Katie: What key nutrition tips should they focus on?
Conrad: I think the real simple ones for a teenager would be, first, to start cooking. To understand what food actually is, from when it is raw, to when it is made. The second thing is, start to read labels. Start to look at products and discuss these with their parents, with coaches/management or their peers. Third, what are you doing before and at school that is going to effectively fuel you? What I always see is teenagers coming home and eating ¾ of their daily intake after school. So, we need to think about what’s going to happen for breakfast? What are you doing for morning tea and lunch? Now lunch needs to be, not just a sandwich with a bit of ham in the middle. You have got to have it to dinner quality. And that is where the morning tea would be better to have a sandwich as like a decent sized snack, not just a piece of fruit. Unfortunately, the lunchbox school ideas need to be developed and we need parents communicating the message: can we get the kids to eat more at school, so they are not coming home and hoovering a whole loaf of bread. Which in turn, is going to compromise their energy at school and for after school trainings. So, looking at the timings food and actually eating more earlier in the day to fuel both in the classroom and on the sports/training field.
Katie: Recently we have seen an increase in childhood obesity, how can adolescents find the right balance?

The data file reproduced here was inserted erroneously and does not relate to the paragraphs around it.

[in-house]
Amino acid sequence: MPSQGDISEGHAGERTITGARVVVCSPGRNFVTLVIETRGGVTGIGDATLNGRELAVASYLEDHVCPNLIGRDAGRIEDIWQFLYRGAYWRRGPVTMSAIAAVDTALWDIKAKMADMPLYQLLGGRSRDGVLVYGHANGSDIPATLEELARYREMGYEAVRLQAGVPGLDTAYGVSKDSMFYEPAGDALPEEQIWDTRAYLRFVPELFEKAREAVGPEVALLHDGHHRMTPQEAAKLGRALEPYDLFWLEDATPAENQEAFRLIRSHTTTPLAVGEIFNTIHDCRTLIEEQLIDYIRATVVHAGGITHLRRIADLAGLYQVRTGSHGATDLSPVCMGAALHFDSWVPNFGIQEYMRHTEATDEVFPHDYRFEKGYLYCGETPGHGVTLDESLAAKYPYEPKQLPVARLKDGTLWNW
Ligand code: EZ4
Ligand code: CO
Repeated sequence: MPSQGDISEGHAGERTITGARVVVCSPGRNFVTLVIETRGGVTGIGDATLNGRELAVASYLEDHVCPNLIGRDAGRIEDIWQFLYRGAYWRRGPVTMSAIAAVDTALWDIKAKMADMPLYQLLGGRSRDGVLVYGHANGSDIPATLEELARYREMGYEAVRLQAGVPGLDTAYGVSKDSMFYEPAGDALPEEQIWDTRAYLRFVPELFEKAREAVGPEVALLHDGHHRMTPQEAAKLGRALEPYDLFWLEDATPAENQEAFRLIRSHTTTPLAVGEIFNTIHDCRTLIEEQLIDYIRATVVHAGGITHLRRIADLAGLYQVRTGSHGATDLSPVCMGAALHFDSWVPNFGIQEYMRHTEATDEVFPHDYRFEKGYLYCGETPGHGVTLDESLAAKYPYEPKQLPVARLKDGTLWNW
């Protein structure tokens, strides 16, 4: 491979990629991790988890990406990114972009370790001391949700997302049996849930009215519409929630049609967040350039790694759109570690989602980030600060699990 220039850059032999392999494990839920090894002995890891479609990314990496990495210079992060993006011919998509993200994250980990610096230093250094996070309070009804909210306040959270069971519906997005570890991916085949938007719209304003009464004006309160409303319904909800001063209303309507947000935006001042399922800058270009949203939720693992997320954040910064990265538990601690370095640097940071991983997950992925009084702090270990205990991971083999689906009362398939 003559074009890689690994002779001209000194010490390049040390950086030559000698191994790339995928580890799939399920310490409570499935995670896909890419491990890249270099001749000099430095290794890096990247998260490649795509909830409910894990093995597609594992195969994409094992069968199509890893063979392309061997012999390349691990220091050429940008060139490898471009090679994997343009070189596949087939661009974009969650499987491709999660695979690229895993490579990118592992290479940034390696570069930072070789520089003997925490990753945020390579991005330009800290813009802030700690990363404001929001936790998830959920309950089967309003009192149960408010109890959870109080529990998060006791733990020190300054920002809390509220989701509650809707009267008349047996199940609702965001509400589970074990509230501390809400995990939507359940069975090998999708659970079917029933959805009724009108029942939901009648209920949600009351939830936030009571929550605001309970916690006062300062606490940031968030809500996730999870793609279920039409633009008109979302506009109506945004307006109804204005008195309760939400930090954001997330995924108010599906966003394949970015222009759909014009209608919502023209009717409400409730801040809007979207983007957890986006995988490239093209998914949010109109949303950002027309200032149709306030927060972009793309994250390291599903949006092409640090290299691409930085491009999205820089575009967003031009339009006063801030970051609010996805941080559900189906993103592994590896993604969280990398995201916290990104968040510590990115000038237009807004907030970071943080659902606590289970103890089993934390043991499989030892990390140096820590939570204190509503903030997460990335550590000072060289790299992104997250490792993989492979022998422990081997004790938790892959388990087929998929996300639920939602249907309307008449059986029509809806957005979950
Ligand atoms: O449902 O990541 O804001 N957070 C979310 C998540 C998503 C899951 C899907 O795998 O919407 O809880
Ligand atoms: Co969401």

Conrad: This is a very complicated area and I’m just going to briefly summarise it. When it comes to childhood obesity, studies have shown that children overall are significantly reducing the amount of physical activity time and spending a lot more time in front of a screen. This has been well shown in the research. The issue is, we have two ends of the spectrum that are going further a far. The messages that our athletes pick up are often Ministry of Health Guidelines which are saying our kids are getting fatter. What happens is, our athletes see that and think that they need to be leaner. But actually, it is kind of the opposite, where the messages that are being sent are very different for an athlete than a child that is coming home and playing video games. We need to really clear and concise in who the message is targeted at, to ensure that our athletes that are now training more than they have ever done before, are fueling themselves more than they have ever done before.
Katie Caldwell is an Associate Registered Nutritionist and Intern at CGN.
1. Desbrow B, McCormack J, Burke LM, Cox GR, Fallon K, Hislop M, et al. Sports Dietitians Australia position statement: sports nutrition for the adolescent athlete. Int J Sport Nutr Exerc Metab. 2014;24(5):570-84.
2. Burkhard S, Coad J, editors. Assessment of nutrition knowledge and food skills in talented adolescent athletes. Proceeding of the Nutrition Society of New Zealand; 2010.
3. Howe AS, Mandic S, Parnell WR, Skidmore PM. Attitudes to food differ between adolescent dieters and non-dieters from Otago, New Zealand, but overall food intake does not. Public Health Nutr. 2013;16(1):36-45.
4. Hill L, Casswell S, Maskill C, Jones S, Wyllie A. Fruit and vegetables as adolescent food choices in New Zealand. Health Promot Int. 1998;13(1):55-65.
5. University of Otago and, Ministry of Health. A Focus on Nutrition: Key Findings of the 2008/09 New Zealand Adult Nutrition Survey [Internet]. Wellington: Ministry of Health. 2011. Available from: http://www.health.govt.nz/system/files/documents/publications/a-focus-on-nutrition- v2.pdf
6. Trollope, L. Dietary Habits of New Zealand Male and Female Adolescents (Masters Thesis). University of Otago. 2020.